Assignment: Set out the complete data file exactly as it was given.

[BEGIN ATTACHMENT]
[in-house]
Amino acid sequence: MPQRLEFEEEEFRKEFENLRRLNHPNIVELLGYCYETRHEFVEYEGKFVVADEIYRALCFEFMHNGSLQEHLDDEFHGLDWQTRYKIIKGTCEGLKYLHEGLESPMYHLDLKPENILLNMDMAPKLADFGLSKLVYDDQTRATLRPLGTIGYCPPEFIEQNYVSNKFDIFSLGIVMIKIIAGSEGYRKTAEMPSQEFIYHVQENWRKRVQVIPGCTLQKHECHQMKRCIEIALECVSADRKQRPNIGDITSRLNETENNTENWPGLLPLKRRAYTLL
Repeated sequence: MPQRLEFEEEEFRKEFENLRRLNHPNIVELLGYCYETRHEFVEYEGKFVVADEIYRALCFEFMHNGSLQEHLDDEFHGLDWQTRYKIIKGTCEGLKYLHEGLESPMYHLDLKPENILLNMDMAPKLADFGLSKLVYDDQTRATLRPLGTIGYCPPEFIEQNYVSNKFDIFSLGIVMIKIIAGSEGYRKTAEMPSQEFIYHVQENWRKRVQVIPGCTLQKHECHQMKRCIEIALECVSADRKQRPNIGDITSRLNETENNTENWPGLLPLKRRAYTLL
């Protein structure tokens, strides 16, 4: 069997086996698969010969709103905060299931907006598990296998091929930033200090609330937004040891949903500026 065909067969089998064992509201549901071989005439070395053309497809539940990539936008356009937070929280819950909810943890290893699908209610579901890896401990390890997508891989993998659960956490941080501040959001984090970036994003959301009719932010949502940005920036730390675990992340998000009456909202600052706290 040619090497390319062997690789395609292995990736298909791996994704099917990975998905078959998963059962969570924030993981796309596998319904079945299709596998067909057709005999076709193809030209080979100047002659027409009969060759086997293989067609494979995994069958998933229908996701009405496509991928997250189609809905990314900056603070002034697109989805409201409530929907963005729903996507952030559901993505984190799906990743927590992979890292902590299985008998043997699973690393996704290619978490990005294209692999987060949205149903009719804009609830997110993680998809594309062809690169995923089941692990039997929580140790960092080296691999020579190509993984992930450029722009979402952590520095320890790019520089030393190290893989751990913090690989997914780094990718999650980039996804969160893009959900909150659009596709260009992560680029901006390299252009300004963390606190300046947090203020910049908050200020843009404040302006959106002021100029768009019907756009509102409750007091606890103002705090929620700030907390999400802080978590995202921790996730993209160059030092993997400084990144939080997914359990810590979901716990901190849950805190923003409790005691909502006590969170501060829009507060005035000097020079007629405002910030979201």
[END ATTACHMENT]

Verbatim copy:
[in-house]
Amino acid sequence: MPQRLEFEEEEFRKEFENLRRLNHPNIVELLGYCYETRHEFVEYEGKFVVADEIYRALCFEFMHNGSLQEHLDDEFHGLDWQTRYKIIKGTCEGLKYLHEGLESPMYHLDLKPENILLNMDMAPKLADFGLSKLVYDDQTRATLRPLGTIGYCPPEFIEQNYVSNKFDIFSLGIVMIKIIAGSEGYRKTAEMPSQEFIYHVQENWRKRVQVIPGCTLQKHECHQMKRCIEIALECVSADRKQRPNIGDITSRLNETENNTENWPGLLPLKRRAYTLL
Repeated sequence: MPQRLEFEEEEFRKEFENLRRLNHPNIVELLGYCYETRHEFVEYEGKFVVADEIYRALCFEFMHNGSLQEHLDDEFHGLDWQTRYKIIKGTCEGLKYLHEGLESPMYHLDLKPENILLNMDMAPKLADFGLSKLVYDDQTRATLRPLGTIGYCPPEFIEQNYVSNKFDIFSLGIVMIKIIAGSEGYRKTAEMPSQEFIYHVQENWRKRVQVIPGCTLQKHECHQMKRCIEIALECVSADRKQRPNIGDITSRLNETENNTENWPGLLPLKRRAYTLL
């Protein structure tokens, strides 16, 4: 069997086996698969010969709103905060299931907006598990296998091929930033200090609330937004040891949903500026 065909067969089998064992509201549901071989005439070395053309497809539940990539936008356009937070929280819950909810943890290893699908209610579901890896401990390890997508891989993998659960956490941080501040959001984090970036994003959301009719932010949502940005920036730390675990992340998000009456909202600052706290 040619090497390319062997690789395609292995990736298909791996994704099917990975998905078959998963059962969570924030993981796309596998319904079945299709596998067909057709005999076709193809030209080979100047002659027409009969060759086997293989067609494979995994069958998933229908996701009405496509991928997250189609809905990314900056603070002034697109989805409201409530929907963005729903996507952030559901993505984190799906990743927590992979890292902590299985008998043997699973690393996704290619978490990005294209692999987060949205149903009719804009609830997110993680998809594309062809690169995923089941692990039997929580140790960092080296691999020579190509993984992930450029722009979402952590520095320890790019520089030393190290893989751990913090690989997914780094990718999650980039996804969160893009959900909150659009596709260009992560680029901006390299252009300004963390606190300046947090203020910049908050200020843009404040302006959106002021100029768009019907756009509102409750007091606890103002705090929620700030907390999400802080978590995202921790996730993209160059030092993997400084990144939080997914359990810590979901716990901190849950805190923003409790005691909502006590969170501060829009507060005035000097020079007629405002910030979201």